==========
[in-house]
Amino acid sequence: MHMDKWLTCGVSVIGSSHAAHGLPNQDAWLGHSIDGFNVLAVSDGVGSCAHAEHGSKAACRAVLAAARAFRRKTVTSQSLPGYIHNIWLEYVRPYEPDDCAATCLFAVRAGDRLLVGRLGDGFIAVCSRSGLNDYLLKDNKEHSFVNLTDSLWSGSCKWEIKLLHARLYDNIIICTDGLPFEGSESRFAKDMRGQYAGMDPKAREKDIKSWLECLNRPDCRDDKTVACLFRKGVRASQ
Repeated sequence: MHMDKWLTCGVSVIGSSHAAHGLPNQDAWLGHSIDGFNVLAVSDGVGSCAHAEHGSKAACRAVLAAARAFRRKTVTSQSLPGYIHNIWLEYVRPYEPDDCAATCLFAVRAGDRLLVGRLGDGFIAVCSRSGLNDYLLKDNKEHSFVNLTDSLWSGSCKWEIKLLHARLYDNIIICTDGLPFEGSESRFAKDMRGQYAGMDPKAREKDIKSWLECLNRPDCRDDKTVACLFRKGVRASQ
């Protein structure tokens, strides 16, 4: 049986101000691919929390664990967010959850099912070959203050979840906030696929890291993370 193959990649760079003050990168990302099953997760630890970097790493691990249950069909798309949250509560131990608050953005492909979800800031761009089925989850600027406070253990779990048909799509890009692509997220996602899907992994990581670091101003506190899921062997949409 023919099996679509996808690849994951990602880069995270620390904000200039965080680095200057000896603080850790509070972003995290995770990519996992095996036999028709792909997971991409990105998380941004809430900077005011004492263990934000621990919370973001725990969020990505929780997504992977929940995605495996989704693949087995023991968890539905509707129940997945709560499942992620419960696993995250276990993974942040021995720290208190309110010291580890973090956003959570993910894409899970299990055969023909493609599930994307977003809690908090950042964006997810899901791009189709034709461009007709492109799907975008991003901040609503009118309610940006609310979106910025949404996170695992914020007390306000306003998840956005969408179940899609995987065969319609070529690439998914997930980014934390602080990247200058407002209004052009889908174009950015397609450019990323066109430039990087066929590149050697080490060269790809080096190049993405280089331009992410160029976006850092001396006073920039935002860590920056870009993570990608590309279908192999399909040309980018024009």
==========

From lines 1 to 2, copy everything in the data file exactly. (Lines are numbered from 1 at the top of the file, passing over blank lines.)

[in-house]
Amino acid sequence: MHMDKWLTCGVSVIGSSHAAHGLPNQDAWLGHSIDGFNVLAVSDGVGSCAHAEHGSKAACRAVLAAARAFRRKTVTSQSLPGYIHNIWLEYVRPYEPDDCAATCLFAVRAGDRLLVGRLGDGFIAVCSRSGLNDYLLKDNKEHSFVNLTDSLWSGSCKWEIKLLHARLYDNIIICTDGLPFEGSESRFAKDMRGQYAGMDPKAREKDIKSWLECLNRPDCRDDKTVACLFRKGVRASQ